That mindset is displayed tenfold on his track “Brighter Days” – a piano laden, percussive, up-tempo track about life, love, and finding the beauty in darker moments. Blessing sings in the refrain, “I swear that love will find you in your pain / I feel it in me like the beating of life in my veins / I know there’s gonna be some brighter days.” These are words spoken not just to accompany a hooky melody, but from deep experience by a person who has taken the hardships of life with poise and grace.
“As I got older, I started to realize that everybody’s dealing with something crippling. We’re all somehow falling short. If you could picture anybody you deal with being in an emotional or mental full body cast, you’d have a lot more grace for people,” he asserts. “I actually feel bad for people who have yet to discover what they’re struggling with because no one cuts them a break, and that’s really sad.”
When asked how he reconciles his blindness with his faith, he asks, “Is God only good when things are awesome? Because surely the answer can’t be ‘yes’. Why should we expect that nothing bad should ever happen to us? Am I the only one dealing with bad things?” he asks. “So that is the road map, so to speak, to kind of understand why it’s OK when bad things happen. My faith and my life are not compartmentalized parts of me. It’s in everything, even when I write love songs. If you’re OK with me being myself, then I’m in; because at the end of the day, I want to be myself.”
His point of view is distinctive. His personality is joyful. His music, however, is far more difficult to classify, and perhaps that’s intentional. The through line is a powerful trifecta: warm, friendly vocals, piano-led melodies, and sincere lyrical depth. Although Blessing hasn’t seen his parents in-person in two decades, the moral barometer they instilled in their son remains an integral part of Blessing’s DNA.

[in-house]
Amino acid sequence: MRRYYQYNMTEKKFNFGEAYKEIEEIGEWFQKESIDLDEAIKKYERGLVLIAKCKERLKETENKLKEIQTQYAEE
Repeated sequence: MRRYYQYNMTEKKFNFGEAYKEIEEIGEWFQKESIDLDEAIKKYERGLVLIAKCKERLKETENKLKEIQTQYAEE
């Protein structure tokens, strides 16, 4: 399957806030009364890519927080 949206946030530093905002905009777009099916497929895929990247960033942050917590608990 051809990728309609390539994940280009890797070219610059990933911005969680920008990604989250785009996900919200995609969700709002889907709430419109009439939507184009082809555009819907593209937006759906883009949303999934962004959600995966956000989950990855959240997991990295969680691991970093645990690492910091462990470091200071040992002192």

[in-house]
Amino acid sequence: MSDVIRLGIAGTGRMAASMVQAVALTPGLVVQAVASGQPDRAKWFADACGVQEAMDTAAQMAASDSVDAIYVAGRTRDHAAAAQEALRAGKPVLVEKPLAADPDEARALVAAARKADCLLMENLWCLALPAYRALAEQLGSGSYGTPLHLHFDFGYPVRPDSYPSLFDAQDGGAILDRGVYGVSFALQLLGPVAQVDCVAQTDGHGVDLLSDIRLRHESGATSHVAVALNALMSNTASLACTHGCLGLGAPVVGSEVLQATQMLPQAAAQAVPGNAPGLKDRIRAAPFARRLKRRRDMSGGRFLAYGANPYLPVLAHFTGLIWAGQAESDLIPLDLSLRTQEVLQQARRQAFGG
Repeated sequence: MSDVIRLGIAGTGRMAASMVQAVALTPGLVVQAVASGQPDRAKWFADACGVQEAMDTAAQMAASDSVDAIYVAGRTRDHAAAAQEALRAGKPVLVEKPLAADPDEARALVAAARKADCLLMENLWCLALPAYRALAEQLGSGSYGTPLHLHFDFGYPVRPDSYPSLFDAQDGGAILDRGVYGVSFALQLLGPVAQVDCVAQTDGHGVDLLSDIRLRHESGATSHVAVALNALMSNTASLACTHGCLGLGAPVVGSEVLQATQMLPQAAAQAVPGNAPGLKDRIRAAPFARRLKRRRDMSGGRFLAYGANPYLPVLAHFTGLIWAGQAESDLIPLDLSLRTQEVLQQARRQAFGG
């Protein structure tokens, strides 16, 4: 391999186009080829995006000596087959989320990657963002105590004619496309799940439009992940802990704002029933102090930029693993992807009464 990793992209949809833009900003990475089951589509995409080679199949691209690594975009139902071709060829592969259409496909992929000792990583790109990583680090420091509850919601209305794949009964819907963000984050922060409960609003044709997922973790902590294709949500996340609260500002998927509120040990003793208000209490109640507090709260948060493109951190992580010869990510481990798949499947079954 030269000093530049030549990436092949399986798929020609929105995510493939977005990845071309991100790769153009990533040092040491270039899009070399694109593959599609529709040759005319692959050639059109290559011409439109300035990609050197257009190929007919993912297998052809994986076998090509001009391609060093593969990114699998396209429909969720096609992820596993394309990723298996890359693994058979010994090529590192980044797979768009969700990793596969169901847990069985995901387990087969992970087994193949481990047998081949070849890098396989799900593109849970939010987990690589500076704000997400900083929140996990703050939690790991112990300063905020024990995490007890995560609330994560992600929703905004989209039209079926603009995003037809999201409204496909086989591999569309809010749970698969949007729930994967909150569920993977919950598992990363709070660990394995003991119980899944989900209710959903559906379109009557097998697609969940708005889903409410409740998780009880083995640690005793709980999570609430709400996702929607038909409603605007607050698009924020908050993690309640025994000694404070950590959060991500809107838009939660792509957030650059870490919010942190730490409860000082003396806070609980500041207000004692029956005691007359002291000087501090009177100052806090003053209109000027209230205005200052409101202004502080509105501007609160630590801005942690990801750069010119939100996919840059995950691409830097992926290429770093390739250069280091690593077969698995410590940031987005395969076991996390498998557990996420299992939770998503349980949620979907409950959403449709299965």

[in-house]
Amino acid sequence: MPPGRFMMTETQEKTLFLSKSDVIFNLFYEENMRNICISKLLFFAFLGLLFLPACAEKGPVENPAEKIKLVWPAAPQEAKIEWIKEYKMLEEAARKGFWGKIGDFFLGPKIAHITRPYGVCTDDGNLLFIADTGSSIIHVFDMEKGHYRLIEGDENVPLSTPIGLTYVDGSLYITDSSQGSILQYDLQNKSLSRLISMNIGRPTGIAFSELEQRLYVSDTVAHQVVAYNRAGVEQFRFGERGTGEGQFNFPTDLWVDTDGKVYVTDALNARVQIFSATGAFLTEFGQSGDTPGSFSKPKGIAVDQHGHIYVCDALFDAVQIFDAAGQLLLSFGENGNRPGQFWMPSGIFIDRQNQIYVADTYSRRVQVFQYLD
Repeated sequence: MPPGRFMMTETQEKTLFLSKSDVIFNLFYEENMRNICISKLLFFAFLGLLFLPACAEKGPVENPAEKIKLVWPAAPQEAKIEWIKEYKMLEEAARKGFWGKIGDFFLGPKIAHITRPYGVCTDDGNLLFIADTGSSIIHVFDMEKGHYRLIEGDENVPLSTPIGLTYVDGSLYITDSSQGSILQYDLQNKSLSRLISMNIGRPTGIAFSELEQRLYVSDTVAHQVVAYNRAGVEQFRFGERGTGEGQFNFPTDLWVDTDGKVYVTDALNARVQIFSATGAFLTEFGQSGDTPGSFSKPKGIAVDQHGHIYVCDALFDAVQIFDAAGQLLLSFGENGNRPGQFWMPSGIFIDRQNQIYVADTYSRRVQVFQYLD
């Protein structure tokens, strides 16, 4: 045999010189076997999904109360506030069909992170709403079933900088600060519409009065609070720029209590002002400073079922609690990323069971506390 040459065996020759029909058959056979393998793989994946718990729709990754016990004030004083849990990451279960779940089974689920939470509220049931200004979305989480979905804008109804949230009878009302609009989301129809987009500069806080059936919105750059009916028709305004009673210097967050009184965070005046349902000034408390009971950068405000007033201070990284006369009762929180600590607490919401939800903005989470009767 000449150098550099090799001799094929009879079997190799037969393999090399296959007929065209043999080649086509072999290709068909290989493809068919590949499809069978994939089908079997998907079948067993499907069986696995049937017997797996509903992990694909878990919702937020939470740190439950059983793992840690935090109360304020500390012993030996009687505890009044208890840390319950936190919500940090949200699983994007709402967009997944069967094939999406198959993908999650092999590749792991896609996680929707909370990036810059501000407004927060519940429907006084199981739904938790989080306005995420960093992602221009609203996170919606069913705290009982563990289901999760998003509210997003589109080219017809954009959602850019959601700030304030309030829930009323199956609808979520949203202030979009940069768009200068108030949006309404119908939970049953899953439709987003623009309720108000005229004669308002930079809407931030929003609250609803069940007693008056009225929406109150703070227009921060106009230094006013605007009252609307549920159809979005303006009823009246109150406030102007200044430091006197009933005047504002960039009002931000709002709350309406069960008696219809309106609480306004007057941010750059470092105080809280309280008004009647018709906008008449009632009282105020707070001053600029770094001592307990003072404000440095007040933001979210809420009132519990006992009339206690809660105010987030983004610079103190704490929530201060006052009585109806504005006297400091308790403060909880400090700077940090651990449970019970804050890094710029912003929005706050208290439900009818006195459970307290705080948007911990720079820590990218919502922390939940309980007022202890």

Blessing’s track “Tin Roof,” co-written with Natalie Hemby, shows that his compass is always pointing back to his roots. The shortbread stark performance of solo piano and vocal allow the song’s message to soar, that there is something heavenly about home – a sense of comfort that no material thing can match. No matter the riches that are promised when our work here is done, there is nothing like “rain on a tin roof, washing away my sorrows, giving me faith to follow a new tomorrow.”
“If it’s not something I can play for my dad, I can’t do it,” Blessing claims. He’ll hopefully have the opportunity to play some of his songs from his upcoming EP Brighter Days for his father when he makes his way back to Nigeria—the culmination of a personal documentary he’s working on. His long-awaited homecoming will return a son and brother home to the small village where his best qualities were born: resilience, positivity and faith.
Brighter Days is Blessing Offor’s debut on Bowyer & Bow/Capitol Christian Music Group. The six track EP, produced by Hank Bentley (Crowder, Jeremy Camp), Ed Cash (We The Kingdom), and Sam Ellis (Ingrid Andress) is slated for Spring 2022.